Frustingo Holiday Fruit Cake of Le Marche
Scrumptious fruitcake from the Ascoli Piceno province in Le Marche, an eastern region of Italy bordering the Adriatic Sea. Moist with intense complex flavors—dried figs, liqueur, nuts and orange— frustingo will be the hit of your holiday table. It’s simple to make, sugar-free and stays amazingly fresh for a month or more.
The recipe is more than 2,000 years old, dating back to Etruscan times and the Picenes Iron Age inhabitants of Italy. Frustingo was popular with ancient Romans such as the philosopher Pliny who in his writings called it panis Picentinus. In the 18th century the recipe evolved with Marchigani adding ingredients, like coffee and chocolate, not available in ancient Italy. Frustingo comes from the Latin word frustum, meaning little piece or chunk.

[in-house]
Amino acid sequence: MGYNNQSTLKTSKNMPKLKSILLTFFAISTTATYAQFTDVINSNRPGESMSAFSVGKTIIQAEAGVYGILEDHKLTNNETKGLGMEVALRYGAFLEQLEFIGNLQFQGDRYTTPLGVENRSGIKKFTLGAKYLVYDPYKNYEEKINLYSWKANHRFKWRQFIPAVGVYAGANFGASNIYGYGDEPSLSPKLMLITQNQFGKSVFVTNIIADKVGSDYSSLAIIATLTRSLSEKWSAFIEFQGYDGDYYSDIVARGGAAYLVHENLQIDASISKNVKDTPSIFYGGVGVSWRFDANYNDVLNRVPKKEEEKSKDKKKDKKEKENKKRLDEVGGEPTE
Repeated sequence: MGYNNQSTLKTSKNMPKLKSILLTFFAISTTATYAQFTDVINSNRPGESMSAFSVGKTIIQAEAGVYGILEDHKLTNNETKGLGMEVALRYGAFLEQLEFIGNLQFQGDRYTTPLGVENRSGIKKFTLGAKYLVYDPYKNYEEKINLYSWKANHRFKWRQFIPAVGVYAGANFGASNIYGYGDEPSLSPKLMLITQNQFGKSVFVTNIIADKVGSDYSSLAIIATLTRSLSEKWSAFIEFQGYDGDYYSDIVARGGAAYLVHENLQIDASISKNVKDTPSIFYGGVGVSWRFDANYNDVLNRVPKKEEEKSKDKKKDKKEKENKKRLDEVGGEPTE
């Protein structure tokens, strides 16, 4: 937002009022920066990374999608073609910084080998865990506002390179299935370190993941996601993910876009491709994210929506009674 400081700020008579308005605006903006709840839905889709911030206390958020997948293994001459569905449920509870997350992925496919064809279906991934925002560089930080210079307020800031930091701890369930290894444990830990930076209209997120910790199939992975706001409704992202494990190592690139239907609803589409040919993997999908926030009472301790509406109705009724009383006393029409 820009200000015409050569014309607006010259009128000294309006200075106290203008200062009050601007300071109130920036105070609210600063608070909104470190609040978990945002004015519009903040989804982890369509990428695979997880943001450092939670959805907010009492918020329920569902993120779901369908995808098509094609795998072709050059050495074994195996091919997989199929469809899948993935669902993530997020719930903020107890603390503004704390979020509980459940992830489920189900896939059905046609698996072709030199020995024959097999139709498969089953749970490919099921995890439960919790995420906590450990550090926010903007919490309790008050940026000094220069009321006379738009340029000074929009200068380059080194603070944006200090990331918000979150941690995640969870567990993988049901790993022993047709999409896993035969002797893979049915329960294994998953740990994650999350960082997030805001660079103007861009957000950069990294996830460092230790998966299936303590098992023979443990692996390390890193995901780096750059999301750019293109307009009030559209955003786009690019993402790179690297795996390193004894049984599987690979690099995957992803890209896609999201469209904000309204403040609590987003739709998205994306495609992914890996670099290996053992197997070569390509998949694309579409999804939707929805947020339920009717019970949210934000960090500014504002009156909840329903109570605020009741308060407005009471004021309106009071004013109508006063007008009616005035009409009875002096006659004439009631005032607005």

As with all Italian recipes, there are many variations. Some in Le Marche add anise seeds to the cake, others add rum or coffee liqueur. Feel free to experiment. Once when I couldn’t find candied citron or candied orange peel I substituted orange marmalade to great success.
Preheat the oven to 350 degrees. Simmer the figs in a small pan in ½ cup water, until softened. About 10 minutes. Let cool.
Put the figs and all the ingredients, except the cherries, in a large food processor and process until well combined. Spoon the mixtures into a well-oiled bake pan, individual ramekins, or muffin cups and top with additional nuts. Brush on a bit of olive oil.
Bake at 350 degrees until firm, about 1 hour. Serve topped with candied cherries or cherries in syrup, if using.
Serve at room temperature. Frustingo can be stored in an airtight container for up to a month.